Wild young fabulous life in super retro style, Antwerp, Belgium city of the antique and the architectural permanence; by the 80s six designers -plus le seventh – took over the city’s old-fellow trademark and turn it into the piece of couture heaven it’s nowadays.
Graduated between 1980 and 1981, Dries Van Noten, Ann Demeulemeester, Dirk Van Saene, Walt Van Beirendonck, Dirk Bikkembergs and Marina Yee where studding fabric’s magic at the right place in perfect time. Despite actual history, it was in the 60s when the rigorous fashion department of The Royal Academy of Fine Arts was (re) born. Linda Loppa, talented fashion designer showed multitasking while directing, inspiring and becoming the head behind the storm created by the barricades her six poster students set in the streets in 1986’s London Fashion Week.
Go with your five bf4e and hire an enormous truck and stay on camp site while London celebrates the best part of weather change; spent all your money, as little and insignificant it might seem, in publicity; and welcome to success and to getting tagged by international press.
The phenomenon was unique, as a whole country could finally find itself in fashion’s geographies; a Belgian identity in fashion and the Antwerp Six’s first international glance. Their style wasn’t one, but several lines of creation and inventive brought together by a place which’s style grew with and because of them. There were lots of delicious differences between the seven designers – Martin Margiela can be considered part of the crew, not joining them in their adventures though- but they converge in a conceptual type of fashion emerging from strong identity and tradition, the mirror in which the system of fashion could see itself reflected. It was not only a matter of talent managing fabrics, but also the bending and stretching of reality; the clothes were not lost in abstraction or artistry, but were kept pending between realism and imagination; the place where appealing surrealism lives in.
Where is extreme beauty found? Saints by Rubens, the deepest Congo and perverse S&M clubbing; fashion was feeding it self and was doing it grandly. Why not worldwide? Why hasn’t any of the original six built a global brand to compete in the conspicuous consumption of our time? Because none of them have wanted to. Small, purposeful business, very limited distribution and fewer licensing deals; high quality privately owned niche fashion; vision, creativity and humanity above the too loud economical sound of some big over rated brands. Is unique just it?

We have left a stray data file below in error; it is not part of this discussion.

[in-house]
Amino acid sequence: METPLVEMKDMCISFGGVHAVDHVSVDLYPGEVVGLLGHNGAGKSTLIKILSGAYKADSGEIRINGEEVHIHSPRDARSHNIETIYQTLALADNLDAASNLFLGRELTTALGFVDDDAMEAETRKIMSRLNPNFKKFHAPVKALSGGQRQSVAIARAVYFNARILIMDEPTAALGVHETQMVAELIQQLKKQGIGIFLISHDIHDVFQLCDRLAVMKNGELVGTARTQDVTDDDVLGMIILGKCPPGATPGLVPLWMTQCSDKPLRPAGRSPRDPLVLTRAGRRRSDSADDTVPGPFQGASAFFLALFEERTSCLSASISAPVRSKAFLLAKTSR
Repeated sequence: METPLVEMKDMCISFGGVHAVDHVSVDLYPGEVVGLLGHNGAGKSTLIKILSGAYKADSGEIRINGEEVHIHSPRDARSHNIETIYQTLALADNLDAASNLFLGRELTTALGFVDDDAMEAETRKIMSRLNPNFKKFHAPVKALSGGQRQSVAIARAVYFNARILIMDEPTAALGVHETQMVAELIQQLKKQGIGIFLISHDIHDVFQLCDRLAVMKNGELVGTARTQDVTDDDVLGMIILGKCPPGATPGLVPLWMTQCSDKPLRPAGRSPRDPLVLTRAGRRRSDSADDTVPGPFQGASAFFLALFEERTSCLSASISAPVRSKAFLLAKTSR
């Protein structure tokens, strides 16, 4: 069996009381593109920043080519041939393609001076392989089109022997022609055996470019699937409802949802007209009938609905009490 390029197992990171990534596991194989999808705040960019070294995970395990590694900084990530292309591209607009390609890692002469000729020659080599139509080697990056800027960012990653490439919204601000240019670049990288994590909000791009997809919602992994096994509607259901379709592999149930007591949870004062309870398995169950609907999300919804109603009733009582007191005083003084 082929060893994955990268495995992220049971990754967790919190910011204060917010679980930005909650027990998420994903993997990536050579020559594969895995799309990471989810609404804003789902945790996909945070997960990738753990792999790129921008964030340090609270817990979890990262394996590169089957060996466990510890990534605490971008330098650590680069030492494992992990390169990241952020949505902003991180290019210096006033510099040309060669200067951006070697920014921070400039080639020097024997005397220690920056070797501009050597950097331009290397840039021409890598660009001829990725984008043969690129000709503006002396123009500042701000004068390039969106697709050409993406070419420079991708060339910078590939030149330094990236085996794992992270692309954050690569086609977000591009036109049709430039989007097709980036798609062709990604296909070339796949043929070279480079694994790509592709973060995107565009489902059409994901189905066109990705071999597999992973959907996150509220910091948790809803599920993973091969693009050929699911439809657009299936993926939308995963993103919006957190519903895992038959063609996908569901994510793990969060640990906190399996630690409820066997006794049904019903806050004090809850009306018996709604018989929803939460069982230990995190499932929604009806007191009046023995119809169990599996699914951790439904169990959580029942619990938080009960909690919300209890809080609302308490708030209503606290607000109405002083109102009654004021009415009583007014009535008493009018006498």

Dries Van Noten
American Vogue found many years ago the accurate amount of words to describe Van Noten’s style: “poetic, ethnic-eclectic aesthetic” Intricate embroidery, dynamic prints, the use of the so called “exotic fabrics”, beaded saris and dyed skirt that are the result of the transformation of the traditional practices followed in the most colourful cultures in the world.
Introvert clothes and narrative silhouette, clothes are for Ann to frame the history of the person wearing them. “I want to meet the woman, not the fashion designer who dresses her. I think is better for women to be free in that sense. I hate when everyone looks the same”
Dirk Van Saene
Opened his boutique “Beauties and Heroes” he decided to only sell his awarded winning designs, which was not hard to do as he won almost every possible Gouden Spoel. His collections, inspiration and show schedules are always changing, leaving fans and fashionistas only to wonder. He’s into pottery now.
Walt Van Beirendonck
Playful and sometimes daring lets mix it all designer. Old graphics and disconcerting designs originated in a sci/fi futuristic concept of fashion. Theatrical and challenging are both adequate expressions for his view.
Distinctive personality that mixes glamour and strength. He has been presenting in Milan’s fashion week since 1998, though when the line is not up in a FW is not rare to spot his creation in football stadiums. The one and only capable of confronting fashion and football (referring to the sport you actually play with your feet), as he considered both of been for excellence universal languages.
She pays attention to details, combining delicately rough and fine materials. The cloth for Marina Yee more than an accessory is a possibility of transgression and change, she wants her silhouettes looking taller or smaller, but always building the images of strong women. She has been in and out fashion through the years.